Farmers are an indispensable source of blessing to Ghana and the reason is not far-fetched. The role they play in national life is so important that one needs not stretch to appreciate the incredible role they play in our lives.

Indeed there is hardly any area of life today that is not influenced by the farmer in one way or the other. From the sleek suit of the office executive to the efficacious medicines that saves millions of precious souls; who otherwise would be lost to chilly death, there is very little the world can do without the farmer’s effort.

Despite this apparent significance of the farmer to the development of society however, there is a challenge that seems to have escaped the attention of the very society that is often the biggest beneficiary of the farmers output.

Education is serially hailed by all as the bedrock of any society but curiously, farmers who are so vital to the sustenance of our country are still largely uneducated and ill equipped.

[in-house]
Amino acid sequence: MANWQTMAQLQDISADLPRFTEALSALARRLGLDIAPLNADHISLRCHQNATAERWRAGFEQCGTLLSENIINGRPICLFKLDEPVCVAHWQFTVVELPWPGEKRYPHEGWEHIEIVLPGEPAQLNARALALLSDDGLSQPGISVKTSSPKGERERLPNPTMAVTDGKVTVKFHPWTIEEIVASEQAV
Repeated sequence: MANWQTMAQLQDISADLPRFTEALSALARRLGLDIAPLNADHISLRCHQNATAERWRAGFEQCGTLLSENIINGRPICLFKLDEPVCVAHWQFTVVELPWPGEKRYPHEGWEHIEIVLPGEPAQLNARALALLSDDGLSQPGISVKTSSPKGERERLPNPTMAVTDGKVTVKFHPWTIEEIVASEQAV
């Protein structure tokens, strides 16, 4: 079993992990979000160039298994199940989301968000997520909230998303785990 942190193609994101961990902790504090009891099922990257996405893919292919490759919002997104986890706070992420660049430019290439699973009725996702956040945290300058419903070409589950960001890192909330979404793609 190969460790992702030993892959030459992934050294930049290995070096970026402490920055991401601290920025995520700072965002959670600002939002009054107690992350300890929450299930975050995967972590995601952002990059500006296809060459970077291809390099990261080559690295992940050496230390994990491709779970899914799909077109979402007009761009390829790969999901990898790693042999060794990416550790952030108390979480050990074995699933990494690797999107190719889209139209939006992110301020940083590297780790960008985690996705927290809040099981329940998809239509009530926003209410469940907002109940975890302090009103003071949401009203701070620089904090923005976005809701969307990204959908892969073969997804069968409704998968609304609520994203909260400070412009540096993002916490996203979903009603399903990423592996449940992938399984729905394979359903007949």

The largest chunk of the Ghanaian farmer-population is found in hinterlands where access to education still remains a mirage to many. This situation means that many farmers are bereft of the knowledge and capacity to outpace their contemporaries from other spheres; a situation that has seen a significant drop in their output and influence in recent years.

Effect on productivity

Education improves people, ideas and literally lights up the world. Without it, everything is a notch more complicated and less effective.

The foregoing assertion is true in many ways as far as the output of farmers is concerned. Despite the backbreaking effort of farmer’s under some of the most unforgiving working conditions, productivity continues to dip because farmers are left to operate within the provisions of the often little knowledge they possess on new trends in the farming discipline.

This worrisome trajectory needs to be reversed-and urgently. To achieve and sustain the huge impact government has hinged on the much touted “Planting for Food and Jobs” a collective effort to boost the capacity of the farmer is crucial to mitigate the glaring effect of lack of farmer education on agric productivity; which has quite an enormous bearing on Ghana’s GDP.